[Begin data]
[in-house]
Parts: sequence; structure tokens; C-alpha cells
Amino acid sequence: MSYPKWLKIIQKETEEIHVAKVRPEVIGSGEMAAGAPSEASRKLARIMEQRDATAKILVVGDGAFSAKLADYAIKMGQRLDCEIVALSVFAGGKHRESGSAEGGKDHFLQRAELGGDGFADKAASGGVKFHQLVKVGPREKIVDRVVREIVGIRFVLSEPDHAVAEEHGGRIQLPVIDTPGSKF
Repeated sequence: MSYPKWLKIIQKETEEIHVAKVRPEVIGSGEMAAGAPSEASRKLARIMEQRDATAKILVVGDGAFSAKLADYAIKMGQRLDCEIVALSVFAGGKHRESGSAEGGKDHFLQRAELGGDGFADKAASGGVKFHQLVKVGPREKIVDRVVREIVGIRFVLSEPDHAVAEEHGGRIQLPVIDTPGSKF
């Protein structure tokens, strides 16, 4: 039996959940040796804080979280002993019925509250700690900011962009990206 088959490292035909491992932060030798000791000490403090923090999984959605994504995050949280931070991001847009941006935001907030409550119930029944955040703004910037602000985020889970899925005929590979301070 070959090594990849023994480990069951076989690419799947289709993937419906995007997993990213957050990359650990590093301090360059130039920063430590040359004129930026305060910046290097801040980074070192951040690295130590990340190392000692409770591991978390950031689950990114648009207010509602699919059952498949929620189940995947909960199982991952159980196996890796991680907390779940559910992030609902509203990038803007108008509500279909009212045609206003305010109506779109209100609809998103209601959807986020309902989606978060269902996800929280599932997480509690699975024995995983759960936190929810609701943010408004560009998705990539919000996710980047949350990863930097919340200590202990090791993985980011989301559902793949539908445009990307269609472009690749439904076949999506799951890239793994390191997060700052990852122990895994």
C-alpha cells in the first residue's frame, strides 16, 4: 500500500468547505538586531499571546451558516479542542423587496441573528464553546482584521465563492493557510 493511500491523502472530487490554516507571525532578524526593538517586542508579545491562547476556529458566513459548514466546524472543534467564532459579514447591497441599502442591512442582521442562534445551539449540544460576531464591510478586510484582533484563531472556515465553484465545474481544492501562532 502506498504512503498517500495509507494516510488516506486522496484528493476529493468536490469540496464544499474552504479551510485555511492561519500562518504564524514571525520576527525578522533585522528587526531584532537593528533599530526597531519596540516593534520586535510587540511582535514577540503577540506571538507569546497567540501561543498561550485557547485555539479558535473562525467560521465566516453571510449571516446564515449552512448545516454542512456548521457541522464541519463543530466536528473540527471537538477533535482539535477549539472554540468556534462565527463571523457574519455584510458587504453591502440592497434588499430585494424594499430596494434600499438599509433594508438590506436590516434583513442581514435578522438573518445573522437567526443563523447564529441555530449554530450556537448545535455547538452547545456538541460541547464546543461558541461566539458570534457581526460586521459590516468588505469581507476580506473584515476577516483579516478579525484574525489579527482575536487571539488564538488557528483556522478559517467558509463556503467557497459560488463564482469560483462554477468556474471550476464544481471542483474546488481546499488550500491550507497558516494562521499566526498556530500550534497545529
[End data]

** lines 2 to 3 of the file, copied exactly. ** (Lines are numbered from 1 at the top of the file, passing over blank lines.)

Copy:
Parts: sequence; structure tokens; C-alpha cells
Amino acid sequence: MSYPKWLKIIQKETEEIHVAKVRPEVIGSGEMAAGAPSEASRKLARIMEQRDATAKILVVGDGAFSAKLADYAIKMGQRLDCEIVALSVFAGGKHRESGSAEGGKDHFLQRAELGGDGFADKAASGGVKFHQLVKVGPREKIVDRVVREIVGIRFVLSEPDHAVAEEHGGRIQLPVIDTPGSKF